Nine out of every 1,000 babies born in the United States have a congenital (present at birth) heart defect—a problem that occurred as the baby's heart was developing during pregnancy, before the baby is born. Congenital heart defects are the most common birth defects.
A baby's heart begins to develop at conception, but is completely formed by eight weeks into the pregnancy. Congenital heart defects happen during this crucial first eight weeks of the baby's development. Specific steps must take place in order for the heart to form correctly.
Often, congenital heart defects are a result of one of these crucial steps not happening at the right time, leaving a hole where a dividing wall should have formed, or a single blood vessel where two ought to be, for example. Children with congenital heart disease may have blood tests done to help the doctor evaluate their illness, or to help monitor their health after surgery.
What Causes Congenital Heart Disease?
The vast majority of congenital heart defects have no known cause. Mothers will often wonder if something they did during the pregnancy caused the heart problem. In most cases, nothing can be attributed to the heart defect. Some heart problems do occur more often in families, so there may be a genetic link to some heart defects. Some heart problems are likely to occur if the mother had a disease while pregnant and was taking medications, such as anti-seizure medicines. However, most of the time, there is no identifiable reason as to why the heart defect occurred.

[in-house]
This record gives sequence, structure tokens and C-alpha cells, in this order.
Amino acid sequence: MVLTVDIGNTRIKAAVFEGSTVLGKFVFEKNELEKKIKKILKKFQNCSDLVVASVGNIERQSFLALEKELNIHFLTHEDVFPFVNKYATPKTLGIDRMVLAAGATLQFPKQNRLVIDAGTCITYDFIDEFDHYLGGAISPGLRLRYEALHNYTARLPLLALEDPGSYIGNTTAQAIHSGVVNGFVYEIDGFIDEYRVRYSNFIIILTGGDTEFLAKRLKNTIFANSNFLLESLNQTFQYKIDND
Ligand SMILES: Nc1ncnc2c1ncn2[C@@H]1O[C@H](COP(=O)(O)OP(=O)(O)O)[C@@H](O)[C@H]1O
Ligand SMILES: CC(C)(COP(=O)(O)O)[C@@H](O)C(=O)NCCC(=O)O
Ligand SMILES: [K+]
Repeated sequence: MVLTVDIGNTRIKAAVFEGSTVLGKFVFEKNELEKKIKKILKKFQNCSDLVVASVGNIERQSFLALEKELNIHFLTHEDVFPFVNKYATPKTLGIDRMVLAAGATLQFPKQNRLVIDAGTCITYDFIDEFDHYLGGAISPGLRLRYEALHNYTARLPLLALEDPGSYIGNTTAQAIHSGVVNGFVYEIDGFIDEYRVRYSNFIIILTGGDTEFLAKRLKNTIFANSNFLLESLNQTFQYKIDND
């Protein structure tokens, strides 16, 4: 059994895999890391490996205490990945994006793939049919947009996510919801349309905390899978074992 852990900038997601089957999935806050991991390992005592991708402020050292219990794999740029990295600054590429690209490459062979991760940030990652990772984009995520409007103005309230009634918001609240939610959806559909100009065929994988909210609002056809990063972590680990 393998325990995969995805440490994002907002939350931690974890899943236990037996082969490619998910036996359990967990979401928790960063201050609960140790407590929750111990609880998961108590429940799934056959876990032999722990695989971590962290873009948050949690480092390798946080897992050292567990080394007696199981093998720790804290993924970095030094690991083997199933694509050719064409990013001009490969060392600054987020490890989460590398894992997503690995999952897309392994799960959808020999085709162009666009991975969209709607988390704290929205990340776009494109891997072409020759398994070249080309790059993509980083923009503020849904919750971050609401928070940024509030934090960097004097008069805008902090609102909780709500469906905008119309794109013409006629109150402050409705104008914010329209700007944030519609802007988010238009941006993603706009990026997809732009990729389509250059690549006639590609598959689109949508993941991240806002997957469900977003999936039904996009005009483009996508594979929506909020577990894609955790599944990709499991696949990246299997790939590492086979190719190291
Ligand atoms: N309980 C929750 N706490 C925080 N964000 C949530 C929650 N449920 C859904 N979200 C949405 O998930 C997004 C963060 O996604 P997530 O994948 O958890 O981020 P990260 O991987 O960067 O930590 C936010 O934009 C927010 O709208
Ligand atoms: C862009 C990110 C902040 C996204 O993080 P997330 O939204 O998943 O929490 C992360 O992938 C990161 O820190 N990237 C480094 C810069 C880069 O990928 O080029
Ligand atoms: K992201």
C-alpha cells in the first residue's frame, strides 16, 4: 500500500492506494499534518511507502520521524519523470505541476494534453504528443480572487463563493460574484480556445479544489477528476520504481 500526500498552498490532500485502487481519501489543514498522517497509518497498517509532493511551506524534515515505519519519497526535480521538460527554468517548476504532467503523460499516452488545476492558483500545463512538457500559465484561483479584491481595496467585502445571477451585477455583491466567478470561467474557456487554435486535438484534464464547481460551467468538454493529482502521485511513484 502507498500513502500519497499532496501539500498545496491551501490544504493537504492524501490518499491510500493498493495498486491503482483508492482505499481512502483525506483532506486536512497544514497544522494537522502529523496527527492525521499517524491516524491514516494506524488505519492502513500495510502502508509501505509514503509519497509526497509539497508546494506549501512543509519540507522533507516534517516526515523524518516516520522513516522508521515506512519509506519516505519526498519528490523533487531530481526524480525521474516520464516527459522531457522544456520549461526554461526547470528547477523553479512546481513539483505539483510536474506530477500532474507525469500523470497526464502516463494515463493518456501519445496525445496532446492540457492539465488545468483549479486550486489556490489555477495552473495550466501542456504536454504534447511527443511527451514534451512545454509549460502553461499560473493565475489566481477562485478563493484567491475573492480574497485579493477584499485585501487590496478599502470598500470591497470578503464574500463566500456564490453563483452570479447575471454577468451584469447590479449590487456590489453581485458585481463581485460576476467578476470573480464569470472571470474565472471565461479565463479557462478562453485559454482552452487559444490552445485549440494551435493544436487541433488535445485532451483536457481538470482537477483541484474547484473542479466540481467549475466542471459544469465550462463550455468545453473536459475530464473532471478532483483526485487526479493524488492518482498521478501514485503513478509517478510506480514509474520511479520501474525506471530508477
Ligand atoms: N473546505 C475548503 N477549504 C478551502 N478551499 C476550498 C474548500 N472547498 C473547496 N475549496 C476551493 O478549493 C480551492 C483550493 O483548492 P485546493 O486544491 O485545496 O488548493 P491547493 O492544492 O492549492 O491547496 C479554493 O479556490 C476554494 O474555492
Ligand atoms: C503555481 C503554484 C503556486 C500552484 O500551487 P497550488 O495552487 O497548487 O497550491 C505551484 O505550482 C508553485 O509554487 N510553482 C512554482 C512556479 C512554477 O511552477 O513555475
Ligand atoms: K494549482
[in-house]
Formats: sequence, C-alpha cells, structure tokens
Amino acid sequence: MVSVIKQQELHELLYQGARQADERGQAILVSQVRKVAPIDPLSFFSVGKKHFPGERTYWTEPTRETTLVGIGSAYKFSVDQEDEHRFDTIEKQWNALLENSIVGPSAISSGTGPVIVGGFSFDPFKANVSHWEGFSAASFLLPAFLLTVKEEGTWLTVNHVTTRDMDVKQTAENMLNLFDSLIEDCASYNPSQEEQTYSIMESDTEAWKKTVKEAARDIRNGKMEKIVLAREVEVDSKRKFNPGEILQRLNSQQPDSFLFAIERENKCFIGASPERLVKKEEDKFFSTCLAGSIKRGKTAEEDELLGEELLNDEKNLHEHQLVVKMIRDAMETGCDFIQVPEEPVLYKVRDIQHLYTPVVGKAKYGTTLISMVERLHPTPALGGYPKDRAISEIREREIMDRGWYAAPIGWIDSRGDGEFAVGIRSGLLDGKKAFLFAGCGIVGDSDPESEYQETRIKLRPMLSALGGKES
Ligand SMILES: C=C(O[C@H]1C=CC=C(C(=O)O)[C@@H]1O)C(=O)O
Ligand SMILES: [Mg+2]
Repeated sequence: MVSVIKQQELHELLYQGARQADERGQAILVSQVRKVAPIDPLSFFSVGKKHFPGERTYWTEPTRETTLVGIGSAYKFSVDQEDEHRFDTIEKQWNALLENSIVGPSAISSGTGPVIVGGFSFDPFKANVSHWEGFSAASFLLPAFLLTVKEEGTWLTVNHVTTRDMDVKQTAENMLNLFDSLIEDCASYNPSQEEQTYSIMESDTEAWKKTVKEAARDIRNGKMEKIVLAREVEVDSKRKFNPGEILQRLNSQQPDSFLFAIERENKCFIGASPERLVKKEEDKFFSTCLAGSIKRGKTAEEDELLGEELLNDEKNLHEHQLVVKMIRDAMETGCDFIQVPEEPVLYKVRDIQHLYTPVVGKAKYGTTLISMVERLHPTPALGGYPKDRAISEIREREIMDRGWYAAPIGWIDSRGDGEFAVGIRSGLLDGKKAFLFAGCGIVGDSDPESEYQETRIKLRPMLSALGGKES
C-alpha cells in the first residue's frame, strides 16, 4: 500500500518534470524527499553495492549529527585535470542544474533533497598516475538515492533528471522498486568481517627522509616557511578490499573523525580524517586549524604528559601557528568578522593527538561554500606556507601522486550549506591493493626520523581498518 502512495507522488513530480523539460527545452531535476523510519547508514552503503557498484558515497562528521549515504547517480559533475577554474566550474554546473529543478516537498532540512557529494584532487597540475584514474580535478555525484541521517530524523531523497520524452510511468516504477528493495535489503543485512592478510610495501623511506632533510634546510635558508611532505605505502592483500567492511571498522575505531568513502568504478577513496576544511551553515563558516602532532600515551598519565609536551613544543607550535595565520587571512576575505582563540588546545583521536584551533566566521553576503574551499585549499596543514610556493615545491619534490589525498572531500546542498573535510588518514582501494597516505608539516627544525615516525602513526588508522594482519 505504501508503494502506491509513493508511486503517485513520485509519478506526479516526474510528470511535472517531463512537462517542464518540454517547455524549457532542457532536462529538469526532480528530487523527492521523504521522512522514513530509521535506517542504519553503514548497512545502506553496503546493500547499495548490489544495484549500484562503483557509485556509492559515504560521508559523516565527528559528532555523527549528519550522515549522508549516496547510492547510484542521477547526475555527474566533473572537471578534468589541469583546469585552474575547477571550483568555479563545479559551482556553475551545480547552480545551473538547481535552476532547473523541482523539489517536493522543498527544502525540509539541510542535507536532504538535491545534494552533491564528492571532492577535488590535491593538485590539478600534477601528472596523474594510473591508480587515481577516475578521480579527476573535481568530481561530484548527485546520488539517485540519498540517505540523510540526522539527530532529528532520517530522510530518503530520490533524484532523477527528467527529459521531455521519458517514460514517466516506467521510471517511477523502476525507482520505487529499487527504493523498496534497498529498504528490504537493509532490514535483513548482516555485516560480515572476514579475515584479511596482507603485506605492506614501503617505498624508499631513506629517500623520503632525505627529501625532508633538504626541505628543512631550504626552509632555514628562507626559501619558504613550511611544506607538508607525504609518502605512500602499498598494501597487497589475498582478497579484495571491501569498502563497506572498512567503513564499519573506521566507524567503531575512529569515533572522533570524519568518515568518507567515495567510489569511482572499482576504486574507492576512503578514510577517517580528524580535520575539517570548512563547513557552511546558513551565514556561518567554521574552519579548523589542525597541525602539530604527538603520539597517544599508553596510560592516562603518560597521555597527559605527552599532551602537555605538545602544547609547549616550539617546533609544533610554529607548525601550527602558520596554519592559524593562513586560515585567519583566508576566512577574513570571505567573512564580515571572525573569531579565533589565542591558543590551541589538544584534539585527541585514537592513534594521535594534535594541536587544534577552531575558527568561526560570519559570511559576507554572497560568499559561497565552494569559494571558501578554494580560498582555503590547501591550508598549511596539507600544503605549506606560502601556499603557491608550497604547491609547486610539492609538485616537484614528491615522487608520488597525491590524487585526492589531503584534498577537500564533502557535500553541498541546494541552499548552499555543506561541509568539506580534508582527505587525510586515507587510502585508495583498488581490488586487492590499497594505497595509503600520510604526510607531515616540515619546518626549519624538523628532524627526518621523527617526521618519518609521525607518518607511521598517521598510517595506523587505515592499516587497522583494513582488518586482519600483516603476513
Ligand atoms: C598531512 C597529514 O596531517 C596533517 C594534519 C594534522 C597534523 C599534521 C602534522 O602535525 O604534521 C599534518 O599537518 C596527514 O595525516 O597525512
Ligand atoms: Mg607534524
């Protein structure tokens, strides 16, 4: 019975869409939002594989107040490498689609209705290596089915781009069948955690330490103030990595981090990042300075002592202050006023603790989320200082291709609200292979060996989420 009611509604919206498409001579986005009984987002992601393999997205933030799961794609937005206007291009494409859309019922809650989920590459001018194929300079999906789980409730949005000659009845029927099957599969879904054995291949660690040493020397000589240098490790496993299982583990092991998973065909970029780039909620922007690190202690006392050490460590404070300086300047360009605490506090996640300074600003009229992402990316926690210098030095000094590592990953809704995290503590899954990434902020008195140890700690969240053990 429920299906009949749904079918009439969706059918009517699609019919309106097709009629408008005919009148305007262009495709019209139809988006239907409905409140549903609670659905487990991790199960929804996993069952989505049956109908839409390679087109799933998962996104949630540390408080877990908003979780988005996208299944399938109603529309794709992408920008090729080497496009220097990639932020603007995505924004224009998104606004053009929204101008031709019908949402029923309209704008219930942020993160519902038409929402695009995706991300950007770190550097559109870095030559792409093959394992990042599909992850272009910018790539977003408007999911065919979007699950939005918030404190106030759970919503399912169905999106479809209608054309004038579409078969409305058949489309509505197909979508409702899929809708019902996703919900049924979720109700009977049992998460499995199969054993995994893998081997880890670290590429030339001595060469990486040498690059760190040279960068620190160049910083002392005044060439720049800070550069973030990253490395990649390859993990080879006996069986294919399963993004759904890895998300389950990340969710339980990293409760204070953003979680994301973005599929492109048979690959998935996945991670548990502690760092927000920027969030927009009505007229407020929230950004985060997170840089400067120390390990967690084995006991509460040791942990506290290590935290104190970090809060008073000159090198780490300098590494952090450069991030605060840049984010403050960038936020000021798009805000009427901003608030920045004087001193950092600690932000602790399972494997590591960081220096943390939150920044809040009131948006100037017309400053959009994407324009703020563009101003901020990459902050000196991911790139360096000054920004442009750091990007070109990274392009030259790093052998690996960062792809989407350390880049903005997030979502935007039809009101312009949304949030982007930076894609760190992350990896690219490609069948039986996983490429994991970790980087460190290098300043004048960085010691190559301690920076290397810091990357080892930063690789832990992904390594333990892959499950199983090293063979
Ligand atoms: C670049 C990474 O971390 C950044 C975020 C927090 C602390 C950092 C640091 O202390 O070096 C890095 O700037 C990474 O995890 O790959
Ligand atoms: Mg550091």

Congenital heart problems range from simple to complex. Some heart problems can be watched by the baby's physician and managed with medicines, while others will require surgery, sometimes as soon as in the first few hours after birth. A baby may even "grow out" of some of the simpler heart problems, such as patent ductus arteriosus (PDA) or atrial septal defect (ASD), since these defects may simply close up on their own with growth. Other babies will have a combination of defects and require several operations throughout their lives.